> put in my sauce. *I tend to like mild and pretty sweet sauce - I buy
    > Bullseye when I buy store-bought. *Any recommendations?
    >
    > Thanks,
    >
    > Beti


    There's nothing wrong with following the recipe and leaving out the
    celery if you don't like it. or substituting onions if desired.

  13. #13
    Lou Decruss Guest

    Default Re: Canning BBQ Sauce

    On Mon, 19 Sep 2011 16:56:06 -0500, zxcvbob <[email protected]>
    wrote:

    >Melba's Jammin' wrote:
    >> In article <[email protected]>,
    >> Lou Decruss <[email protected]> wrote:
    >>
    >>> I have a friend who caters part time and makes his own sauce for ribs.
    >>> When he found out I have a canner and interest in learning how to use
    >>> it he asked if we could get together and make a bunch of it so he
    >>> didn't have to make it each time he gets a gig. So this will get me
    >>> motivated to finally start. I've got to spend some time with the Blue
    >>> Book because I don't know anything and I've forgot some of the things
    >>> I read a few weeks ago. Simple stuff like is the water supposed to be
    >>> boiling when you lower the jars in. And when do you hear that
    >>> clinking lid sound I read about here.
    >>>
    >>> Is there anything in this list of ingredients that would cause a
    >>> problem? Also how much head space and how long should I prosess it
    >>> for.
    >>>
    >>> Any help or comments would be greatly appreciated.
    >>>
    >>>
    >>> 32 oz ketchup
    >>> 1 c molasses
    >>> 1 1/2 T tabasco
    >>> 1 c onion chopped fine
    >>> 1/2 c lemon juice
    >>> 1 t minced garlic
    >>> 2 1/2 T dry mustard
    >>> 3 T white vinegar
    >>> 3/4 c brown sugar
    >>> 1/2 c water to rinse out ketchup bottle
    >>> 1/4 c worchester sauce
    >>> 4-5 habeneros minced
    >>> 12 oz mango chutney or mango based preserves
    >>> 1 T liquid smoke
    >>>
    >>> mix above ingredients in double boiler for appox 2-3 hours
    >>>
    >>> Lou

    >>
    >> Personally, I think it's borderline: I don't know the pH of ketchup or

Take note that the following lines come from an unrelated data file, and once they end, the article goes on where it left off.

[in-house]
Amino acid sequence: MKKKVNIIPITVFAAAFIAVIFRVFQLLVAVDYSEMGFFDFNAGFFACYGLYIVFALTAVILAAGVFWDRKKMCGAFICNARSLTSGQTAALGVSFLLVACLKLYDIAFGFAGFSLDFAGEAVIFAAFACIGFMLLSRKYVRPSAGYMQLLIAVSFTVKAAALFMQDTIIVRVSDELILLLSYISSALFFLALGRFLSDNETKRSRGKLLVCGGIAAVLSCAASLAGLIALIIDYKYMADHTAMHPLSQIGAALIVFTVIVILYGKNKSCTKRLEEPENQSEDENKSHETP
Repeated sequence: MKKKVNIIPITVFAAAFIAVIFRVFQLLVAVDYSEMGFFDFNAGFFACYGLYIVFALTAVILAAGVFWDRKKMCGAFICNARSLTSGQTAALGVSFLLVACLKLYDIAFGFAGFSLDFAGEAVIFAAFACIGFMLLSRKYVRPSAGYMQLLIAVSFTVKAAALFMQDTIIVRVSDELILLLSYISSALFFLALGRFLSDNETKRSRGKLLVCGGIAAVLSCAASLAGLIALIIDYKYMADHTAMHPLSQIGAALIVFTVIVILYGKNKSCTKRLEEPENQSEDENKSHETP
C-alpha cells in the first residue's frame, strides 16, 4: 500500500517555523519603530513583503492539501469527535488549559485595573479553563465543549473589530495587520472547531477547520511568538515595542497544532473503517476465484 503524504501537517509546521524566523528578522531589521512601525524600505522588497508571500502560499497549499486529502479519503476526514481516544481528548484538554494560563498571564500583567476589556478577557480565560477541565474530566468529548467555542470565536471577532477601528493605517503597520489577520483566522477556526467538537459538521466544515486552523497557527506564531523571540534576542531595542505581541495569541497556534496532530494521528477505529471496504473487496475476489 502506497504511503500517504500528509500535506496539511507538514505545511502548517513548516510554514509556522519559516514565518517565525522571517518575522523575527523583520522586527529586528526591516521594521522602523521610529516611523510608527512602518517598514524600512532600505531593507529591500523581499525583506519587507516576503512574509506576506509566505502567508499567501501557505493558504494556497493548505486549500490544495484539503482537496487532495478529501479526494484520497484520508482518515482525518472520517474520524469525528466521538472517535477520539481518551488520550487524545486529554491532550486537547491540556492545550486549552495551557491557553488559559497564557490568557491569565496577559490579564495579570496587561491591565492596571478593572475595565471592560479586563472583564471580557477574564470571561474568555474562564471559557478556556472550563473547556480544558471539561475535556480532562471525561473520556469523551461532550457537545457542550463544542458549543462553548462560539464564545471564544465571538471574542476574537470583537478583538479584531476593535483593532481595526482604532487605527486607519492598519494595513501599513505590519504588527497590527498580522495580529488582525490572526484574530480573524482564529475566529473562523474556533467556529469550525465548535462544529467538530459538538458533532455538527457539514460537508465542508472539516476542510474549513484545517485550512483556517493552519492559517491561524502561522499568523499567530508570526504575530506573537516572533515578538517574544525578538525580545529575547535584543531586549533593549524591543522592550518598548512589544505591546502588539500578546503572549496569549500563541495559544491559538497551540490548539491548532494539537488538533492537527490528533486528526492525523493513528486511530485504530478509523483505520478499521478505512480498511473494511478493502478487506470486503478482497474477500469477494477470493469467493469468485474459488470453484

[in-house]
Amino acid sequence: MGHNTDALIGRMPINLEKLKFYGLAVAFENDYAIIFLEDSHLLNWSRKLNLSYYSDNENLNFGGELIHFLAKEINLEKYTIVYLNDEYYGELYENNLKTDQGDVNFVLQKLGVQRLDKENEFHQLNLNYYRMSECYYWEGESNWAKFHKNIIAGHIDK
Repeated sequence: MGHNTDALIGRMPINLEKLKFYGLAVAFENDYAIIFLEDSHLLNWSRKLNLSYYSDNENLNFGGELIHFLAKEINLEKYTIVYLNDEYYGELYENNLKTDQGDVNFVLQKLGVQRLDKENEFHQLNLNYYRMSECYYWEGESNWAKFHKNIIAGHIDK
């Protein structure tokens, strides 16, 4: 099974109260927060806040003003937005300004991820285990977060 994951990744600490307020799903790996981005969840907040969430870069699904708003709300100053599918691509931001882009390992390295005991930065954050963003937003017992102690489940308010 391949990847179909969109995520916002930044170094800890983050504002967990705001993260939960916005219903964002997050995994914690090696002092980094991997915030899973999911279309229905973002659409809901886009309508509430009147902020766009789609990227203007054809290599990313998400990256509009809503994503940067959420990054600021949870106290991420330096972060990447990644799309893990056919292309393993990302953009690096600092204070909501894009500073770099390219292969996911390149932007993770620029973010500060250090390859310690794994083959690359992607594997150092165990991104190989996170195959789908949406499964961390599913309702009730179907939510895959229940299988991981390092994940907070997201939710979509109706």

>> molasses; and the onion, garlic, and peppers are low-acid vegetables. I
    >> don't know if you can count on the chutney to supply enough acid for
    >> safe waterbath processing. I don't think I'd do it, Lou. I haven't
    >> read George's reply yet and will be curious about what he says.
    >>
    >> Tell your friend to freeze the sauce. It would be faster and safer in
    >> the face of insufficient information and knowledge.

    >
    >
    >It looks on the "safe" side of the line to me, but I don't know.
    >Better not.
    >
    >It could always be pressure canned. The trick would be figuring out a
    >processing time. The good news is nothing there should be hurt by
    >overcooking unless you want the onions to still have some texture.


    Thanks. I now have a 16 qt. pressure canner. I wasn't all that sure
    I was impressed with his recipe but that's what he wanted to do. I
    told him what you all said and he went out and got the canner. I paid
    for it so it's mine now. We processed for 20 minutes so hopefully
    that was enough. We got 5 pints out of it and used the rest for
    pulled pork sandwiches from a butt I had smoked during the day. It
    was wonderful. We opened a pint the next day and it was sealed tight.
    My friend took the other 4 pints and I haven't heard back if he's used
    any yet. Hopefully we did it right.